The Southern Kingdom loved their idols so much that they rejected the prophet Isaiah’s warnings much like their brothers and sisters to the north. Tradition has it that Isaiah suffered martyrdom during the reign of King Manasseh, who ordered the prophet’s execution. Many bible scholars believe that the reference in Hebrews 11:37 to those being sawn in two refers to Isaiah’s manner of death. Manasseh’s reign represented the nadir and the soon coming end of the Southern Kingdom (2 Kings 21:1-9, ESV). In the OT book of second Kings, the Lord prophesies judgment upon Judah and Jerusalem because of Manasseh’s sins and his peoples’ sins, which included idol worship, witchcraft, child sacrifice, and shedding innocent blood; consequently, there was no way for them to avert the coming disaster (2 Kings 21:10-15; 24:2-4, ESV). In 586 BC, the Babylonians overthrew the Southern Kingdom. 

One terrible truth comes to the forefront at this point. No civilization wants to be told to give up its idols and idol-making. Manasseh’s bloodthirsty reign epitomizes this, which also overshadows the fact that he genuinely repented and reversed from his murderous ways near the end of his life (2 Chron. 33:12-16, ESV). Sometimes one is able to turn back from the deep darkness of idolatry and idol-making like Manasseh. There are other times when this is not the case. In fact, Isaiah spells this out near the end of the forty-fourth chapter:

“They know nothing, they understand nothing; their eyes are plastered over so they cannot see, and their minds closed so they cannot understand. No one stops to think…Such a person feeds on ashes; a deluded heart misleads him; he cannot save himself, or say, ‘Is not this thing in my right hand a lie?'” (Isa. 44:18-20, NIV)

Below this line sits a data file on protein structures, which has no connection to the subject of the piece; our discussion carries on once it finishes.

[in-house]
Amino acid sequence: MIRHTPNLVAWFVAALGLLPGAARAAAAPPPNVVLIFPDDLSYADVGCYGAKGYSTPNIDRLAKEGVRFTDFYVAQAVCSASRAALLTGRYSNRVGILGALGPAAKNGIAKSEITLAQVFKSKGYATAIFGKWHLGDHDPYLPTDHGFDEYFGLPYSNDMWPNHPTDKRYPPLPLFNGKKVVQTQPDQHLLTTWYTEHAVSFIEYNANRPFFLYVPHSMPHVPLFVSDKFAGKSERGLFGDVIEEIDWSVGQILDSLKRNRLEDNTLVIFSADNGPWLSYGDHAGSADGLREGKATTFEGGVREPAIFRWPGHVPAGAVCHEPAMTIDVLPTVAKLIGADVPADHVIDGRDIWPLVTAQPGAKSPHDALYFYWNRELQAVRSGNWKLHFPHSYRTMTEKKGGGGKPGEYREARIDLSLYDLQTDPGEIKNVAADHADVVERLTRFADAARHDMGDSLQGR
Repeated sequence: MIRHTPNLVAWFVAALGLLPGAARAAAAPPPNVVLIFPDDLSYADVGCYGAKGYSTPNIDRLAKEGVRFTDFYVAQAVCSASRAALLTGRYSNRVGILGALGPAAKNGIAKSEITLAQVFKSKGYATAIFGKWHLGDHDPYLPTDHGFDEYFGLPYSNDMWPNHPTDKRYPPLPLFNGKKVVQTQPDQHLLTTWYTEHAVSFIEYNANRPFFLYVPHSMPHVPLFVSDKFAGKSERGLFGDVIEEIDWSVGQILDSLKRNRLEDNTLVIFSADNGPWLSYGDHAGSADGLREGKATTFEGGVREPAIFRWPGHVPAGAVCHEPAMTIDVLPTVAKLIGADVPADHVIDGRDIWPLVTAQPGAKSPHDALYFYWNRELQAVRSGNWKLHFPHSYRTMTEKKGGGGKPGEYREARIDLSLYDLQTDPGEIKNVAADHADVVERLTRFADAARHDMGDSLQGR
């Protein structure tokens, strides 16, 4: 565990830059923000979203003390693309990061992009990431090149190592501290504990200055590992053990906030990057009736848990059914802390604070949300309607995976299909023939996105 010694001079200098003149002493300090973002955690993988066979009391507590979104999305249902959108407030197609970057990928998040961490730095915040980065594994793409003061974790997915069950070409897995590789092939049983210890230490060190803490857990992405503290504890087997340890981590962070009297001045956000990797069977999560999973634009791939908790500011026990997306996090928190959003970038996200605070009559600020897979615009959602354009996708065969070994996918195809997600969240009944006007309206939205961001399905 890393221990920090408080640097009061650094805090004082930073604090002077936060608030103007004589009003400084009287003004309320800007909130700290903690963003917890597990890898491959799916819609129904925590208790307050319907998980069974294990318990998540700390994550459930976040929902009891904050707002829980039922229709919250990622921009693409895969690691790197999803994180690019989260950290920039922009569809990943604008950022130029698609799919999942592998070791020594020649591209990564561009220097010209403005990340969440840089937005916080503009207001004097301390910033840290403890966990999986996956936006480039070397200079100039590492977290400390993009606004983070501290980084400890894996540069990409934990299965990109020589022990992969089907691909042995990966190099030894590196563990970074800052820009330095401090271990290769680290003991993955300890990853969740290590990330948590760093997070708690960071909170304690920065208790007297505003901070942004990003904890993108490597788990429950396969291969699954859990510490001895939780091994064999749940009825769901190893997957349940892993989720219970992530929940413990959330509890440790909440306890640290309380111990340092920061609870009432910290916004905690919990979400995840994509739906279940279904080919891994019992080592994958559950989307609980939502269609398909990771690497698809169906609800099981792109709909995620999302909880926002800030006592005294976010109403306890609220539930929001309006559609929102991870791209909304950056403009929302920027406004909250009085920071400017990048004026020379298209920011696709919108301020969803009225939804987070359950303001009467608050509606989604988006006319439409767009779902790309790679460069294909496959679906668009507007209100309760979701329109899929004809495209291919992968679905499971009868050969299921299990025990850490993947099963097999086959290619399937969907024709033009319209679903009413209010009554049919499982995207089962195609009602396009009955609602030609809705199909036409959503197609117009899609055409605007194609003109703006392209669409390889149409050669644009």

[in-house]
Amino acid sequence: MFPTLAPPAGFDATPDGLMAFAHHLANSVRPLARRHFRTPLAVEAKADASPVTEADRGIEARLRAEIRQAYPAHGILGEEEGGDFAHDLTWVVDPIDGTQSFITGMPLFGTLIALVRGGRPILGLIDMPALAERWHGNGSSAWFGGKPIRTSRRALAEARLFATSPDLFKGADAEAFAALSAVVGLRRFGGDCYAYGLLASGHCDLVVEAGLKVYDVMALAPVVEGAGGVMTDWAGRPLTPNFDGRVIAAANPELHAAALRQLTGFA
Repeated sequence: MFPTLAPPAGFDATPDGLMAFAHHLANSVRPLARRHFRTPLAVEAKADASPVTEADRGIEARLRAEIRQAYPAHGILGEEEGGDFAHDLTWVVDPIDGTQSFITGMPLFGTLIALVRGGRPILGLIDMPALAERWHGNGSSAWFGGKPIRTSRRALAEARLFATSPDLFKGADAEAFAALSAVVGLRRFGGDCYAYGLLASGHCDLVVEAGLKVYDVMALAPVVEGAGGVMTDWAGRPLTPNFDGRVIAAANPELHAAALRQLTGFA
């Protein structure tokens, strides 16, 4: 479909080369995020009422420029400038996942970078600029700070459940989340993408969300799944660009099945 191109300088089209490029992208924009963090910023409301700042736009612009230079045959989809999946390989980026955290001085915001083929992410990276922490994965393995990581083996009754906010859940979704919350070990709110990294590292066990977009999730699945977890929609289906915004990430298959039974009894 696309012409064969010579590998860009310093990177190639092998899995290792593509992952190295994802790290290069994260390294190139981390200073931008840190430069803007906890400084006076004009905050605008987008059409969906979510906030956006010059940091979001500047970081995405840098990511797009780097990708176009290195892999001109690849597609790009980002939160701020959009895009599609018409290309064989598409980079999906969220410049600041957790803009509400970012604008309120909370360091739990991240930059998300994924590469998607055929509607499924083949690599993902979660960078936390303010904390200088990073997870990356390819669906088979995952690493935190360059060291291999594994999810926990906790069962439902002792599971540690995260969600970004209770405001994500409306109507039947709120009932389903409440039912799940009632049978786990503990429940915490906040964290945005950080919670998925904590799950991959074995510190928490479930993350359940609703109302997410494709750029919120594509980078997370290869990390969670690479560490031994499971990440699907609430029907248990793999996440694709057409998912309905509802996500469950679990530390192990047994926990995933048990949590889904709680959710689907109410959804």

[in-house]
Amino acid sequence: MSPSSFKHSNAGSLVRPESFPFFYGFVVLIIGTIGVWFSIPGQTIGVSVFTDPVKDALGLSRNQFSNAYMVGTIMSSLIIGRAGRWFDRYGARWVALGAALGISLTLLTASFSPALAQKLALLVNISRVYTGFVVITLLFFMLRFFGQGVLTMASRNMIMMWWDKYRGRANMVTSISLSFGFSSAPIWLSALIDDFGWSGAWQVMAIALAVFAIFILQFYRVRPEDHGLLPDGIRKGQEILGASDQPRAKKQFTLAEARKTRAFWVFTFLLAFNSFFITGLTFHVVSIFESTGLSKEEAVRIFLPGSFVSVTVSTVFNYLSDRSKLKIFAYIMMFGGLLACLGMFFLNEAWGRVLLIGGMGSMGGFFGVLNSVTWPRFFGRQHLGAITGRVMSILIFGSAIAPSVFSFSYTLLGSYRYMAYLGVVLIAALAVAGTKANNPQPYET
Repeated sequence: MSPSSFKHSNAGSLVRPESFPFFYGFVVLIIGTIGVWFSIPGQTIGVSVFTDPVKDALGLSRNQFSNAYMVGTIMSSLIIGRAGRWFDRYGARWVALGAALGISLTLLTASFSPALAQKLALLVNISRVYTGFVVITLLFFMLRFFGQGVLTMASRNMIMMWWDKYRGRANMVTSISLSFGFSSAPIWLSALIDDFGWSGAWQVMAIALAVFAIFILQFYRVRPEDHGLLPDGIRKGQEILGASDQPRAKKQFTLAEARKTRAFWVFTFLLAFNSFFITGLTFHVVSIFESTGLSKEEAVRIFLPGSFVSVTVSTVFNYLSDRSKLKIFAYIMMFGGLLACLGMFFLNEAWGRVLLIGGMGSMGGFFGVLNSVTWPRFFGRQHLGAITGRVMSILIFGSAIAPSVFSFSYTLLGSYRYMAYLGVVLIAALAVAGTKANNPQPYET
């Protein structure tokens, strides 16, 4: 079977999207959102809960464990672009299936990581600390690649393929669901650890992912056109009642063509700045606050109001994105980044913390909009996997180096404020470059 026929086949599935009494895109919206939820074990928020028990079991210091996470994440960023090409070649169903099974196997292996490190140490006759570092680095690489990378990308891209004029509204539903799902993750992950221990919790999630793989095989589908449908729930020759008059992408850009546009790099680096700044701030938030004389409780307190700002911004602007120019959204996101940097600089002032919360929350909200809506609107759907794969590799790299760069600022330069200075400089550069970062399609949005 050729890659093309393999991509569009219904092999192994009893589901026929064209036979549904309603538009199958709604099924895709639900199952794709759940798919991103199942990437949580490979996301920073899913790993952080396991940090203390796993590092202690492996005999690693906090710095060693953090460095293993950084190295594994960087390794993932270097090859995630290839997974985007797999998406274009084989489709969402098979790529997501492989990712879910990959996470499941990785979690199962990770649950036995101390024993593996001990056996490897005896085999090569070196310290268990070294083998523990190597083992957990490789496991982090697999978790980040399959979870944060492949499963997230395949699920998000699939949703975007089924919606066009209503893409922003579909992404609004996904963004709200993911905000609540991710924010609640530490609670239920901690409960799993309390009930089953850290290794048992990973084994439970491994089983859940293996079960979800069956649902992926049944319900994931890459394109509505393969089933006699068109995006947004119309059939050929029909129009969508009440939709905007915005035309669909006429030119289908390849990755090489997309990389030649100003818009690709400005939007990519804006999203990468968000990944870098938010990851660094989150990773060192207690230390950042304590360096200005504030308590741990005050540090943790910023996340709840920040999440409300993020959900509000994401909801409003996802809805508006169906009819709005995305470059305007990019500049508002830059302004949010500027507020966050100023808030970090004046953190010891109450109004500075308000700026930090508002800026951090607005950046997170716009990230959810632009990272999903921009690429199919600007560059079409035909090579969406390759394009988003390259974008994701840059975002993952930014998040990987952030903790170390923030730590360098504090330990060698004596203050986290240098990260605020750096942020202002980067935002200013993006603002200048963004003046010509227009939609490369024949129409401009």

Those are powerful words that hit home even today. Like I said at the very beginning, most Americans do not have physical idols. What we do have are spiritual ones, which dwell within our souls. These idols may be rising to the top at all costs, pursuing pleasure for its own sake regardless of the consequences, and seeking spirituality without the Lord. There is another idol that is more insidious and much more ancient than those three. I call it the idol of the autonomous self. It lead to the fall of Adam and Eve in the Garden. This idol is all about pursuing the right to live my life in whatever way I want free its creator, the Lord. I am the sole arbiter of what is valuable to me. Nearly every magazine, commercial, television show, movie, or news item trumpets the idol of the autonomous self. Social media only has made things worse. May we heed Isaiah’s warning about the ultimate end of those civilizations who worship and fashion idols.